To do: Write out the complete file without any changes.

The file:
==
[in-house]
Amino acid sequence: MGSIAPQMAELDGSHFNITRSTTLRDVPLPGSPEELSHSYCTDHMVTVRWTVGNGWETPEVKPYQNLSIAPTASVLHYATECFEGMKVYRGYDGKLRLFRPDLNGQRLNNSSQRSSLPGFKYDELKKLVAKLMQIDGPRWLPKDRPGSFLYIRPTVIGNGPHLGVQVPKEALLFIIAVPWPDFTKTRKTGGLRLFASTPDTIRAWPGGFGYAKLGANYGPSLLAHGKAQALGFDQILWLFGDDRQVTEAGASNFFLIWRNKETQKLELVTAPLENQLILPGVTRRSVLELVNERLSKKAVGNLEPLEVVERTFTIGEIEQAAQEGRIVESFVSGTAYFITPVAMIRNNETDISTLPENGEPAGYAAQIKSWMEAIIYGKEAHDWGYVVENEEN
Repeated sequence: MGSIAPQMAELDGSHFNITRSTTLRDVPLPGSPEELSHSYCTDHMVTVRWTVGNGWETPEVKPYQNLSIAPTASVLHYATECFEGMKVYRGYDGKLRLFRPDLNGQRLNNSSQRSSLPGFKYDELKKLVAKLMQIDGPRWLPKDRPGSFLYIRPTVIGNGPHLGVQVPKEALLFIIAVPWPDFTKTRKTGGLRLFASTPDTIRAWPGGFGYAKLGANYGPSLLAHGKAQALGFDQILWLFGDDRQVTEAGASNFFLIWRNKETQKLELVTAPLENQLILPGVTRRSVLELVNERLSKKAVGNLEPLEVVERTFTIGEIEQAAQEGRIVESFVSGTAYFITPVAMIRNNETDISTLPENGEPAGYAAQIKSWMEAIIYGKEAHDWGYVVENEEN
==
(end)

[in-house]
Amino acid sequence: MGSIAPQMAELDGSHFNITRSTTLRDVPLPGSPEELSHSYCTDHMVTVRWTVGNGWETPEVKPYQNLSIAPTASVLHYATECFEGMKVYRGYDGKLRLFRPDLNGQRLNNSSQRSSLPGFKYDELKKLVAKLMQIDGPRWLPKDRPGSFLYIRPTVIGNGPHLGVQVPKEALLFIIAVPWPDFTKTRKTGGLRLFASTPDTIRAWPGGFGYAKLGANYGPSLLAHGKAQALGFDQILWLFGDDRQVTEAGASNFFLIWRNKETQKLELVTAPLENQLILPGVTRRSVLELVNERLSKKAVGNLEPLEVVERTFTIGEIEQAAQEGRIVESFVSGTAYFITPVAMIRNNETDISTLPENGEPAGYAAQIKSWMEAIIYGKEAHDWGYVVENEEN
Repeated sequence: MGSIAPQMAELDGSHFNITRSTTLRDVPLPGSPEELSHSYCTDHMVTVRWTVGNGWETPEVKPYQNLSIAPTASVLHYATECFEGMKVYRGYDGKLRLFRPDLNGQRLNNSSQRSSLPGFKYDELKKLVAKLMQIDGPRWLPKDRPGSFLYIRPTVIGNGPHLGVQVPKEALLFIIAVPWPDFTKTRKTGGLRLFASTPDTIRAWPGGFGYAKLGANYGPSLLAHGKAQALGFDQILWLFGDDRQVTEAGASNFFLIWRNKETQKLELVTAPLENQLILPGVTRRSVLELVNERLSKKAVGNLEPLEVVERTFTIGEIEQAAQEGRIVESFVSGTAYFITPVAMIRNNETDISTLPENGEPAGYAAQIKSWMEAIIYGKEAHDWGYVVENEEN